The history of the Brundreth family goes back to the ancient Anglo-Saxon
culture of Britain. It is derived from the family living in Brandreth
which literally means the burnt clearing.
Early Origins of the Brundreth family
The surname Brundreth was first found in Staffordshire
where they held a family seat
from very ancient times, some say well before the Norman Conquest
and the arrival of Duke William at Hastings in 1066 A.D.
Early History of the Brundreth family
This web page shows only a small excerpt of our Brundreth research.Another 243 words (17 lines of text) are included under the topic Early Brundreth History in all our PDF Extended History products and printed products wherever possible.
Brundreth Spelling Variations
Until quite recently, the English language has lacked a definite system of spelling rules. Consequently, Anglo-Saxon
surnames are characterized by a multitude of spelling variations
. Changes in Anglo-Saxon
names were influenced by the evolution of the English language, as it incorporated elements of French, Latin, and other languages. Although Medieval scribes and church officials recorded names as they sounded, so it is common to find one person referred to by several different spellings of his surname, even the most literate people varied the spelling of their own names. Variations of the name Brundreth include Brandreith, Brandreth and others.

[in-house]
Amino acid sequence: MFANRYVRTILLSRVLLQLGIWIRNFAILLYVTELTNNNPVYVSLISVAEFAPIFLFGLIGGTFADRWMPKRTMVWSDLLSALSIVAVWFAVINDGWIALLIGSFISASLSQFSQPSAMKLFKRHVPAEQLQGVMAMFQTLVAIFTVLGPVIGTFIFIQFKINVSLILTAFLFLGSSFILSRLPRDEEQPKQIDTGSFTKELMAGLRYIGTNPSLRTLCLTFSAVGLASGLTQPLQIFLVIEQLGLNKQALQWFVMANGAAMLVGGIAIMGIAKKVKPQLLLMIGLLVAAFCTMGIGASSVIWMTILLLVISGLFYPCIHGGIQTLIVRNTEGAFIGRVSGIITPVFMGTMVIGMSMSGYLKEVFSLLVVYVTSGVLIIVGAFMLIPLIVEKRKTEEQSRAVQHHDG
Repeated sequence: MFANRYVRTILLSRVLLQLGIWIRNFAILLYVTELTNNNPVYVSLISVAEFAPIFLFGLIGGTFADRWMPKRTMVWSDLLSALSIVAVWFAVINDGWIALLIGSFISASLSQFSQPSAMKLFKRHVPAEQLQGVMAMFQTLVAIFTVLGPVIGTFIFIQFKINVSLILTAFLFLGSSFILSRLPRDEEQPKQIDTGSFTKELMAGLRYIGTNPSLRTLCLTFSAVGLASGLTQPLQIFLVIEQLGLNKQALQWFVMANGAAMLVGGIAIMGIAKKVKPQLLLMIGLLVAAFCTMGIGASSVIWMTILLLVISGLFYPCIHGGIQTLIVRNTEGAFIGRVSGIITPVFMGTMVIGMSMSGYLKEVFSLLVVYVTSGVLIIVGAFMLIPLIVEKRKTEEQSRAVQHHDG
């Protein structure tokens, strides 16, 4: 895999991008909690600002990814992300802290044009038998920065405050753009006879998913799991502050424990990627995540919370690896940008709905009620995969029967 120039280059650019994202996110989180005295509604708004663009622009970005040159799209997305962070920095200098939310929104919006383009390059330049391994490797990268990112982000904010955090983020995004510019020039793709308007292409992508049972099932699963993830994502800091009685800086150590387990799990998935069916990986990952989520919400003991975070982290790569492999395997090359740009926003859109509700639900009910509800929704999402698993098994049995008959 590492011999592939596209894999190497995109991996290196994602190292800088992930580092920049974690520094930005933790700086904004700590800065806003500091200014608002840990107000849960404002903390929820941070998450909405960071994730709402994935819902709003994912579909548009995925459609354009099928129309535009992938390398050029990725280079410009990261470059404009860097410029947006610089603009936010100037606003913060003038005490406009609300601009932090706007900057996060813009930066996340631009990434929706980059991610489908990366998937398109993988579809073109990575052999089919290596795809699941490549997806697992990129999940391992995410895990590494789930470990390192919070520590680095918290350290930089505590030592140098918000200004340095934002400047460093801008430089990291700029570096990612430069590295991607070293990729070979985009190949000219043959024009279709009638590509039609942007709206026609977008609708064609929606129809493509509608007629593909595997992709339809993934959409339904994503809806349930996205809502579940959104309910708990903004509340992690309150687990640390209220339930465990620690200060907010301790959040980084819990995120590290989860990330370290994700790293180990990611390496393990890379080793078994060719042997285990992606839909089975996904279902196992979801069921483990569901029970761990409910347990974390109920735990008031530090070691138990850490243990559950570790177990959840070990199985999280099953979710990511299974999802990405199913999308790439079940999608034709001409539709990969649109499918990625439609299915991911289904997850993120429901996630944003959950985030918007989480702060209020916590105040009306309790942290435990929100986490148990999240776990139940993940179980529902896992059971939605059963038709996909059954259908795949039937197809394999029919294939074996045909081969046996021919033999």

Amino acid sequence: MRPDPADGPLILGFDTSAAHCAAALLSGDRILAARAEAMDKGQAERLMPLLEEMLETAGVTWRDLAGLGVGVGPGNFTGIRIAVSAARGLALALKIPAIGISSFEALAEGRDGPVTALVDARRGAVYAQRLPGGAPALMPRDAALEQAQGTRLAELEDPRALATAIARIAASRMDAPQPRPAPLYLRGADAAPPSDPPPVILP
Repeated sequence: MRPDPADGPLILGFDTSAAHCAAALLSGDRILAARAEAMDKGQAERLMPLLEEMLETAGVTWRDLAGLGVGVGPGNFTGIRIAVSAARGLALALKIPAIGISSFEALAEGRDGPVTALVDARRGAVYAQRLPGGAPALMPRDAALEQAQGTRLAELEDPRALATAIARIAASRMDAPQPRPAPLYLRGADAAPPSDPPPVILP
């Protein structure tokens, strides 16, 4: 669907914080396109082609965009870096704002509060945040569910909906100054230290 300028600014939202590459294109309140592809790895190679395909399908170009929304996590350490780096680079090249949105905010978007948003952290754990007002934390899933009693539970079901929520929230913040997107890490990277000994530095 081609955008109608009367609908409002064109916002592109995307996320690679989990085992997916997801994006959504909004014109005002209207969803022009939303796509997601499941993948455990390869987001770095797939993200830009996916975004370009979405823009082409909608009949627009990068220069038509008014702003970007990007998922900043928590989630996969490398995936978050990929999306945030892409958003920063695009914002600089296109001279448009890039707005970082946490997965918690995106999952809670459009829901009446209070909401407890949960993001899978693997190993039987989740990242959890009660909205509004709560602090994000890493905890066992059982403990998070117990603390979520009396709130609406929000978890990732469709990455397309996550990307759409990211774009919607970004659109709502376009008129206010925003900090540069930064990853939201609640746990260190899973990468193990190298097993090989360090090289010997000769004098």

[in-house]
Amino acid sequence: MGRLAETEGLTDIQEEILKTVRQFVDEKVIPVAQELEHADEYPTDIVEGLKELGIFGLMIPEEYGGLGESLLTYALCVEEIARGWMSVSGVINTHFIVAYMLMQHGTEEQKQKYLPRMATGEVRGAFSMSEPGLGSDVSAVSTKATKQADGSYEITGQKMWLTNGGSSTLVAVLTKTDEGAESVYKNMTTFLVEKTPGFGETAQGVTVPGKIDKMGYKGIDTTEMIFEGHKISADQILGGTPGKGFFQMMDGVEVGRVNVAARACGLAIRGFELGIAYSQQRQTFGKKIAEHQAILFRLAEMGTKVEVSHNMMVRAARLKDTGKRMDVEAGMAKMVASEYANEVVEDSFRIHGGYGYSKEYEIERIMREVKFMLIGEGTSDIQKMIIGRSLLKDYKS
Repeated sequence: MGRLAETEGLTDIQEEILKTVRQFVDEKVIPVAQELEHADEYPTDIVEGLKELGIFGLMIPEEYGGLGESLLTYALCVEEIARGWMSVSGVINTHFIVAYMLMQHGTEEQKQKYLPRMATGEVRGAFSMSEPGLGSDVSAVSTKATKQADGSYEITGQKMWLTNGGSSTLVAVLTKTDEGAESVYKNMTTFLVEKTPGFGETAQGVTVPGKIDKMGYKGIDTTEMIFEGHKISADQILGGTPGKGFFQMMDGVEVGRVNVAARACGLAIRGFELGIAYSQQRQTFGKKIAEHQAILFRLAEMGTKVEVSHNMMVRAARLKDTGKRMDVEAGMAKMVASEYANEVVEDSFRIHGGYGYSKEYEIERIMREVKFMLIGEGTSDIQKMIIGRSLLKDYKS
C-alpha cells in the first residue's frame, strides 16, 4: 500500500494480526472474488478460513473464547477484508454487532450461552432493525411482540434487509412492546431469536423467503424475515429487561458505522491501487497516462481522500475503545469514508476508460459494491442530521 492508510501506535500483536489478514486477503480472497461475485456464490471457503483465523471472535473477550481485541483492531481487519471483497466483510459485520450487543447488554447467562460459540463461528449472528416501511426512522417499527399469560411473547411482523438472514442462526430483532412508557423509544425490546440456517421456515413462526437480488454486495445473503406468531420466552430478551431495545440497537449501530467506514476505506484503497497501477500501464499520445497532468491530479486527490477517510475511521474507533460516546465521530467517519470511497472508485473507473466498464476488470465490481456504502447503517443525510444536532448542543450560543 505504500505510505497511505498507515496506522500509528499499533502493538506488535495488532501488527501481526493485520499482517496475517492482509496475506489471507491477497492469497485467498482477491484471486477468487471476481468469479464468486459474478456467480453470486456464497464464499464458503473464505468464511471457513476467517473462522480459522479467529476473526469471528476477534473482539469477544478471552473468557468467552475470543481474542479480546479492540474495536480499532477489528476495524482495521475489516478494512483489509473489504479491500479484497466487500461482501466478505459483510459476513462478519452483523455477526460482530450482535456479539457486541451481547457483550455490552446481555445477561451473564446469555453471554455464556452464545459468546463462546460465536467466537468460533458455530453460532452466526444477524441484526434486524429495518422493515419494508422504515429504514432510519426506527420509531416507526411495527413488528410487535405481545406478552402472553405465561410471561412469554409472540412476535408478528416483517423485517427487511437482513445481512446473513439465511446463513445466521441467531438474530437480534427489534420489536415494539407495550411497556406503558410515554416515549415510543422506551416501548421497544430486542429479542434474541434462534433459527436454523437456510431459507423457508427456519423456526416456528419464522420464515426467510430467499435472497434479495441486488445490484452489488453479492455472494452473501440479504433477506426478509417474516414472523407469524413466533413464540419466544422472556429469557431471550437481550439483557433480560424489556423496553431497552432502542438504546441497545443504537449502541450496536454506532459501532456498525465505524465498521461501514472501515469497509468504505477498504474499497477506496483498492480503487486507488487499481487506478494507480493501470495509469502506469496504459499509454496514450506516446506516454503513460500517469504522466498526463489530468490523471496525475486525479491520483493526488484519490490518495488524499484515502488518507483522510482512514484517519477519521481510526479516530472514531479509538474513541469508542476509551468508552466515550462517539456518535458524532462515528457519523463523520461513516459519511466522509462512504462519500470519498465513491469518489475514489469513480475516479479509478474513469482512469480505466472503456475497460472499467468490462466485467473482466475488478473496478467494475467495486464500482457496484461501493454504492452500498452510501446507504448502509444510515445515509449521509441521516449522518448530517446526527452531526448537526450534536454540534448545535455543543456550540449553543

Early Notables of the Brundreth family (pre 1700)
More information is included under the topic Early Brundreth Notables in all our PDF Extended History products
and printed products wherever possible.
Migration of the Brundreth family to the New World and Oceana
Searching for a better life, many English families migrated to British colonies. Unfortunately, the majority of them traveled under extremely harsh conditions: overcrowding on the ships caused the majority of the immigrants to arrive diseased, famished, and destitute from the long journey across the ocean. For those families that arrived safely, modest prosperity was attainable, and many went on to make invaluable contributions to the development of the cultures of the new colonies. Research into the origins of individual families in North America revealed records of the immigration of a number of people bearing the name Brundreth or a variant listed above: John Brandreth who arrived in Philadelphia, Pennsylvania in 1860.
The Brundreth Motto
The motto was originally a war cry or slogan. Mottoes first began to be shown with arms in the 14th and 15th centuries, but were not in general use until the 17th century. Thus the oldest coats of arms generally do not include a motto. Mottoes seldom form part of the grant of arms: Under most heraldic authorities, a motto is an optional component of the coat of arms, and can be added to or changed at will; many families have chosen not to display a motto.
Motto: Nunquam non paratus
Motto Translation: Never unprepared.